Tag: performance-based

Say What You Mean, Mean What You Say

May 11, 2012 by

Are we all talking about the same thing when we say competency-based education?  This question first occurred to me this past December when I had the opportunity, as West Wind Education Policy’s program associate, to work with REL Midwest and the Iowa Department of Education to organize the Research to Action Forum on Competency-based Education in Des Moines.  The conference included national experts, teachers, administrators, students, higher education representatives, policy-makers, and Iowa Workforce Development.  You can watch videos of the event and learn more about what is happening in Iowa as districts explore CBE at the online professional collaboration site we created. (more…)

Juggling Frogs

May 10, 2012 by

Read the first post on Spaulding High School.

Organizational change is always a case of juggling frogs. As I continue to reflect on my visit to Spaulding High School in April, I’m increasingly humbled by the enormous change they are involved in and the amount of respect and thoughtfulness that the administration, teachers, and students offered one another. Here are a few more insights into the competency education practices being introduced at Spaulding High School.

Competencies and Staff Cohesion: A number of different issues emerged as we talked about the scheduling of courses and their design. Spaulding is using Understanding by Design to help them design courses. (more…)

Blowing Up K-12?

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It seems sacrilegious, really, but I am advocating that we do away with the K-12 grade level structure in education.  Perhaps because it has been how we have organized our schools since we evolved from the one room schoolhouse back in the nineteenth century, the grade level structure is taken for granted. You notice that reform agendas do not include doing away with grade levels. We have vouchers, charters, extended day, extended school year, evaluating teachers and principals if we are not firing them, privatizing schools or closing them and reopening them under new management, but no talk of doing away with grade levels. If anything, there is renewed interest in having students repeat grades as a backlash against social promotion.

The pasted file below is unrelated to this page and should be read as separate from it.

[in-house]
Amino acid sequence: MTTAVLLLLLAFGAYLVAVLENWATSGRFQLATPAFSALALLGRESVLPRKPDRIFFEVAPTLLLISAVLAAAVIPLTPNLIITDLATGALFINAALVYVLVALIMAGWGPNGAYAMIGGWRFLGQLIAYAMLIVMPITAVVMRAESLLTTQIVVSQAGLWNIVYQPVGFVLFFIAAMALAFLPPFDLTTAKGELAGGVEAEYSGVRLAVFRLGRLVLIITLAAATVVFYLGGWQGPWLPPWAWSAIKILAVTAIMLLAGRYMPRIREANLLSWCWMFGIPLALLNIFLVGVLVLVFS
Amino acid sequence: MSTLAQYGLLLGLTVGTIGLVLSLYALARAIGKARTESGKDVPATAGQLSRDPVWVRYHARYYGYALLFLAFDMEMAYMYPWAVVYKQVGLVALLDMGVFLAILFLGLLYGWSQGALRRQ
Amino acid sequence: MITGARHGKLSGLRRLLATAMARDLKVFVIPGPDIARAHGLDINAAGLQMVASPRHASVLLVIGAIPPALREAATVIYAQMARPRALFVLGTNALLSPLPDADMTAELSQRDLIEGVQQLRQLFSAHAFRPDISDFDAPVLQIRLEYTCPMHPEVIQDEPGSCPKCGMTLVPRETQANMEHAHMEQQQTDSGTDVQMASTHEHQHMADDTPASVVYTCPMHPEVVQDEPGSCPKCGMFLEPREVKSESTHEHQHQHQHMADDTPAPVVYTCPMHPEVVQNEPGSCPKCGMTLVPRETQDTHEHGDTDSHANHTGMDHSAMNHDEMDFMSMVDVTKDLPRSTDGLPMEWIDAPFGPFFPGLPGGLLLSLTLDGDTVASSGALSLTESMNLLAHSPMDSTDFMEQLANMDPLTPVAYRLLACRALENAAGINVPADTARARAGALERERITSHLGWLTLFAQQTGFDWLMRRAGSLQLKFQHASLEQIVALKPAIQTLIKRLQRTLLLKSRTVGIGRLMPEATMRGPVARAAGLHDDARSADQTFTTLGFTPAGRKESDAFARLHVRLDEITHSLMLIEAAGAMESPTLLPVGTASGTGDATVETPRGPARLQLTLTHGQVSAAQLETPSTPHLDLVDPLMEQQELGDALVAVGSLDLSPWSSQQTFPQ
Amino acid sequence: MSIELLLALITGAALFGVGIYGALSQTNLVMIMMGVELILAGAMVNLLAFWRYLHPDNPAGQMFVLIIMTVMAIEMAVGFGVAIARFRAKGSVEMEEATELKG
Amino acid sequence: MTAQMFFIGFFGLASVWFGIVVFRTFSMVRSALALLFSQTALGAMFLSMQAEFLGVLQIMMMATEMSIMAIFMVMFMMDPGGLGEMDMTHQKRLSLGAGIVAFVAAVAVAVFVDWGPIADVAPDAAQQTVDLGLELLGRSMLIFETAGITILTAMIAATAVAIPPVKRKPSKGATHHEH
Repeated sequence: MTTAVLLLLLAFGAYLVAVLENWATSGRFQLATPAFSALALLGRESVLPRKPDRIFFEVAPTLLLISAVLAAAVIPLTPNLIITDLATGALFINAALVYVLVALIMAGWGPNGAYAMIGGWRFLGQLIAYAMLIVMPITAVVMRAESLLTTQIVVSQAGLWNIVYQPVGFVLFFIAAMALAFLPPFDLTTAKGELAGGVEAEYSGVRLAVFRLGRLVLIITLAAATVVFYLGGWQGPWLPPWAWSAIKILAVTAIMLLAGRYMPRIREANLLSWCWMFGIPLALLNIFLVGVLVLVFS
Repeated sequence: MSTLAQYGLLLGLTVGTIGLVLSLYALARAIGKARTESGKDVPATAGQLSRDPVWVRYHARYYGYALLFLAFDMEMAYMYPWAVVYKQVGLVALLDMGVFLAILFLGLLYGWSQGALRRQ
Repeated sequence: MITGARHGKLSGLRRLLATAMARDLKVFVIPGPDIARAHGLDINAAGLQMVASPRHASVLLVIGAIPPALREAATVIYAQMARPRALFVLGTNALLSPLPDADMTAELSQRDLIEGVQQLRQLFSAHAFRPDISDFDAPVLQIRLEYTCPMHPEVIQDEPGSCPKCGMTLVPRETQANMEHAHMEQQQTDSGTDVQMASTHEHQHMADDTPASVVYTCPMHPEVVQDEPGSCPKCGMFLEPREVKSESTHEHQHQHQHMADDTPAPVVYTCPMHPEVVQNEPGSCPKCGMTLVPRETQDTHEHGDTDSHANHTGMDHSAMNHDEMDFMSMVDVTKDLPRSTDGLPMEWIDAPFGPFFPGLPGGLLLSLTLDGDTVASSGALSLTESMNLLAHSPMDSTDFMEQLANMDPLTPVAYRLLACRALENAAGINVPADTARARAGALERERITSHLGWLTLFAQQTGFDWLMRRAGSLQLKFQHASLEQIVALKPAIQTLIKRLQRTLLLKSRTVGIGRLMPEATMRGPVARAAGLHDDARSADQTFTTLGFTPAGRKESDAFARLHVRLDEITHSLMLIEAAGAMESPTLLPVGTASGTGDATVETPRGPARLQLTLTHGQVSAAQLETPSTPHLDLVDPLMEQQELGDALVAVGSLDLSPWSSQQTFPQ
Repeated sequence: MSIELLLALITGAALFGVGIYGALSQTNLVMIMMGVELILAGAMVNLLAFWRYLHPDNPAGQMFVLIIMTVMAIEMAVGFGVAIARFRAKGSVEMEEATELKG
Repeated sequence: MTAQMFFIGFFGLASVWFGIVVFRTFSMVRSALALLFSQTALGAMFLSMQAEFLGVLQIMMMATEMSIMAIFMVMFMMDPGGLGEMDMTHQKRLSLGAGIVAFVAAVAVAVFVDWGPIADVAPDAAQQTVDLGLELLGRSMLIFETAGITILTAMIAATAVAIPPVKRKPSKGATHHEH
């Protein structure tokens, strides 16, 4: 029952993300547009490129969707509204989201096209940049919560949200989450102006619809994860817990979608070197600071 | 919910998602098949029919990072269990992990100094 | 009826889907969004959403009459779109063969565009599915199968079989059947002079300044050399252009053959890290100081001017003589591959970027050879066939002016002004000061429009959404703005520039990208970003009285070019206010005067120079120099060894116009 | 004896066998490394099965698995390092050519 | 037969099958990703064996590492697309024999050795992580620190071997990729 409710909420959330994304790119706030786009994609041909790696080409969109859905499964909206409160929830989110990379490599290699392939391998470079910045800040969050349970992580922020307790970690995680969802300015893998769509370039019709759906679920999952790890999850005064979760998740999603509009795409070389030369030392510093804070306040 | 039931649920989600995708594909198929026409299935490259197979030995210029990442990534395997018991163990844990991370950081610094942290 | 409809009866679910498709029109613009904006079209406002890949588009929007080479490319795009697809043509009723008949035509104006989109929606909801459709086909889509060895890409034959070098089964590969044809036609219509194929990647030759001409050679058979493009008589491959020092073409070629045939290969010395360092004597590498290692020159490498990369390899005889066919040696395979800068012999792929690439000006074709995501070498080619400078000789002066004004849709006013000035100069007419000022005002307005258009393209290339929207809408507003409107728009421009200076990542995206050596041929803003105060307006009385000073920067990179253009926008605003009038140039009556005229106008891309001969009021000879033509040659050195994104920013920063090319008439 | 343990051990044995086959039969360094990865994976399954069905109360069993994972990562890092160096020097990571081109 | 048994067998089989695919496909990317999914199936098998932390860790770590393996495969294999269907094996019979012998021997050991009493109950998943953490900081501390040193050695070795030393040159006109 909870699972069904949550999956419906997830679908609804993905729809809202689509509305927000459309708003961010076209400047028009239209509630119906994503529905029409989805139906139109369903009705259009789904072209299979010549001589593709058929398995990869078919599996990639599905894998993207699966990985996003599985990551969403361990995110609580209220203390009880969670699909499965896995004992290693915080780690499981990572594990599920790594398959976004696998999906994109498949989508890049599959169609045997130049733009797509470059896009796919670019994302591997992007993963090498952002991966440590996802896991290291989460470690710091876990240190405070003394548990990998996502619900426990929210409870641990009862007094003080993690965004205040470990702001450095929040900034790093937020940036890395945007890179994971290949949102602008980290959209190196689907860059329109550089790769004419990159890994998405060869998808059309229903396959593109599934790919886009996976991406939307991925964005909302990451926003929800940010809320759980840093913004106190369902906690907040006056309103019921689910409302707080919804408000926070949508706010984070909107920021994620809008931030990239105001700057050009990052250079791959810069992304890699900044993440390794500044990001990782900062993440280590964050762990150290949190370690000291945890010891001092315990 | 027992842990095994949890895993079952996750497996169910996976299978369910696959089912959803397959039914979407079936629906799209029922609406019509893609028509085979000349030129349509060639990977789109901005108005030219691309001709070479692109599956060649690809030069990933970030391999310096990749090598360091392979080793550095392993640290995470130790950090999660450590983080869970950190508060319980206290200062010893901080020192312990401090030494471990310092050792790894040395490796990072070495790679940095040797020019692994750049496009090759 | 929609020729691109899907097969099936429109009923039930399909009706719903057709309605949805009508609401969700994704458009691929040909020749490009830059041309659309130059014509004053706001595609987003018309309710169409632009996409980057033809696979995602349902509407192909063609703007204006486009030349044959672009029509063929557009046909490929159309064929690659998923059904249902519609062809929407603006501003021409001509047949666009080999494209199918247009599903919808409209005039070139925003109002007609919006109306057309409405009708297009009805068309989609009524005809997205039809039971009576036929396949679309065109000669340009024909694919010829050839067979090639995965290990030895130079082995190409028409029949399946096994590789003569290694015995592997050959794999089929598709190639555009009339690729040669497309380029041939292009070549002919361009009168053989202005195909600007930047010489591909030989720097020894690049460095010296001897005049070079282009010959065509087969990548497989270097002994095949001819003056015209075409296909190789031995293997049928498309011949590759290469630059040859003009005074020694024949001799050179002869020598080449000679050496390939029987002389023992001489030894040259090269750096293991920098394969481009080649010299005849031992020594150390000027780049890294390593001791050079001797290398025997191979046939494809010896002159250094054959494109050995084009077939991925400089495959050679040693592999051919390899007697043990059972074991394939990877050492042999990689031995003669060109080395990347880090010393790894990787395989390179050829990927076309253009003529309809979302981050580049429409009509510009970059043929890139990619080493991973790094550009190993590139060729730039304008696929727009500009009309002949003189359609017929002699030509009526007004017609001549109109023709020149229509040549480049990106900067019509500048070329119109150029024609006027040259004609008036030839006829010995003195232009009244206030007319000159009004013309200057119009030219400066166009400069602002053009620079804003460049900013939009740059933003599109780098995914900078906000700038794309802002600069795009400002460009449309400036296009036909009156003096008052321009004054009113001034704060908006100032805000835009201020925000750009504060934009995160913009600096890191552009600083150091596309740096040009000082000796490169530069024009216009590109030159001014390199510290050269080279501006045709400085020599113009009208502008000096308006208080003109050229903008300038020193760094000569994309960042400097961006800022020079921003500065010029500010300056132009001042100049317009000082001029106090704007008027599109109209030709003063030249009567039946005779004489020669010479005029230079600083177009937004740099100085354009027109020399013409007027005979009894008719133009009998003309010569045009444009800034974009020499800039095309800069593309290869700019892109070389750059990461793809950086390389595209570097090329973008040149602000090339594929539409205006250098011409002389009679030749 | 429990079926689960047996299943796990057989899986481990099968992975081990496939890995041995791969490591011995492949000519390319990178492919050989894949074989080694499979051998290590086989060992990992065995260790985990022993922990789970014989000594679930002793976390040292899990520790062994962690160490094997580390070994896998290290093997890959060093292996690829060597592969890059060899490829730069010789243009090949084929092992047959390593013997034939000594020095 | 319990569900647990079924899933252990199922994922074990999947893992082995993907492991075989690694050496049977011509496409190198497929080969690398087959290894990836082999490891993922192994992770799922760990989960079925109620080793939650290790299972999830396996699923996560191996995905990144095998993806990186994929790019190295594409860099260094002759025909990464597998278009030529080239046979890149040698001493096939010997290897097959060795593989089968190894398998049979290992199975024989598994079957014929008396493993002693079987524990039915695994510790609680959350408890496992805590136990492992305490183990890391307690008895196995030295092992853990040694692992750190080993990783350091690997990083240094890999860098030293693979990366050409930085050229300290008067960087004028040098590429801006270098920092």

We talk about thinking out of the box but no one talks about thinking out of grade levels. (more…)

Spaulding High Holds the Spirit of Competency Education

May 9, 2012 by

Read more about Spaulding High School.

Traveling to Amherst, Massachusetts, for the Proficiency-Based Pathways meeting and a visit to Spaulding High School in Rochester, New Hampshire, was one of those profound reminders of the enormously beautiful variation in our country in terms of culture, race, and ethnicity—and, of course, geography—as the greening woods, running rivers, and sparkling forsythia nearly blinded my New Mexico eyes.

As you probably know, New Hampshire has transformed credits from seat-time to competency in all of its high schools. Spaulding’s principal, Mr. Rob Seaward, understands the spirit and value of competency education and is working with teachers to get it into every classroom. They are in the first year of the change and are still working out the kinks, so it’s way too early to look for results. However, here are just a few of the highlights of the site visit. (more…)

Is a Standard a Competency? (Part 1)

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Read Part 2.

Here are links to NH math competencies and ELA competencies

The answer simply is ‘no’.  Standards represent the ‘what’ of school—what we need to know, and what we need to be able to do.  These standards may be identified as essential or important and may be mapped using local, state, or national frameworks.

When New Hampshire mandated that a high school student could only gain credit for a course when mastery of the course competency was demonstrated, teachers had to write course competencies. It forced the question: What is a competency? (more…)

Welcome to CompetencyWorks: Why We are Here

May 1, 2012 by

Over the last two years, I have been on a journey to try to make right what I think is one of the biggest policy issues driving inequity in the United States – the K-12 education system which is driven by seat-time.  This journey is to re-design K-12 education around student learning and mastery.

The policies around seat-time limit how and when a student can learn, allow students to move to the next grade level with huge gaps in their learning, and limit extended learning opportunities.  Why should it matter whether a student learns in school, out of school, online, in the girl scouts or at a museum?  What should matter is that teachers are involved in assessing students’ mastery of learning at advanced levels.  So, rather than measuring how empty the “bucket” of knowledge is – let’s work on filling the bucket with world-class knowledge and skills to empower kids from all backgrounds for a lifetime of success.  Competency education, not seat time, is a critical design requirement to enable next generation learning environments. (more…)

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